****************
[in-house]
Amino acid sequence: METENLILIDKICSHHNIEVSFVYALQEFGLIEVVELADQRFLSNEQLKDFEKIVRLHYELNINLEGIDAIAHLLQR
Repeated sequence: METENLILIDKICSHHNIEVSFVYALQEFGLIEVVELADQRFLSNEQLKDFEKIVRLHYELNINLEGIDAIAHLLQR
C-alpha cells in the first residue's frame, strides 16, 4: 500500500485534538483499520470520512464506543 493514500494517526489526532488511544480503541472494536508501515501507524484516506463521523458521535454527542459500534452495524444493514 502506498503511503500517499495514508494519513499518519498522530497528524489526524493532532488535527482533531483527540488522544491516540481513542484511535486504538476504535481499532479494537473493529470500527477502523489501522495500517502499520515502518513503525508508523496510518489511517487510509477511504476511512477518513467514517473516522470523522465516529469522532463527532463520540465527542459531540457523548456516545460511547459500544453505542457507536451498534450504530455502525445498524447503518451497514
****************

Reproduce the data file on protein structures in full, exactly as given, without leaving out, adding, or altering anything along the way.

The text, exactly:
[in-house]
Amino acid sequence: METENLILIDKICSHHNIEVSFVYALQEFGLIEVVELADQRFLSNEQLKDFEKIVRLHYELNINLEGIDAIAHLLQR
Repeated sequence: METENLILIDKICSHHNIEVSFVYALQEFGLIEVVELADQRFLSNEQLKDFEKIVRLHYELNINLEGIDAIAHLLQR
C-alpha cells in the first residue's frame, strides 16, 4: 500500500485534538483499520470520512464506543 493514500494517526489526532488511544480503541472494536508501515501507524484516506463521523458521535454527542459500534452495524444493514 502506498503511503500517499495514508494519513499518519498522530497528524489526524493532532488535527482533531483527540488522544491516540481513542484511535486504538476504535481499532479494537473493529470500527477502523489501522495500517502499520515502518513503525508508523496510518489511517487510509477511504476511512477518513467514517473516522470523522465516529469522532463527532463520540465527542459531540457523548456516545460511547459500544453505542457507536451498534450504530455502525445498524447503518451497514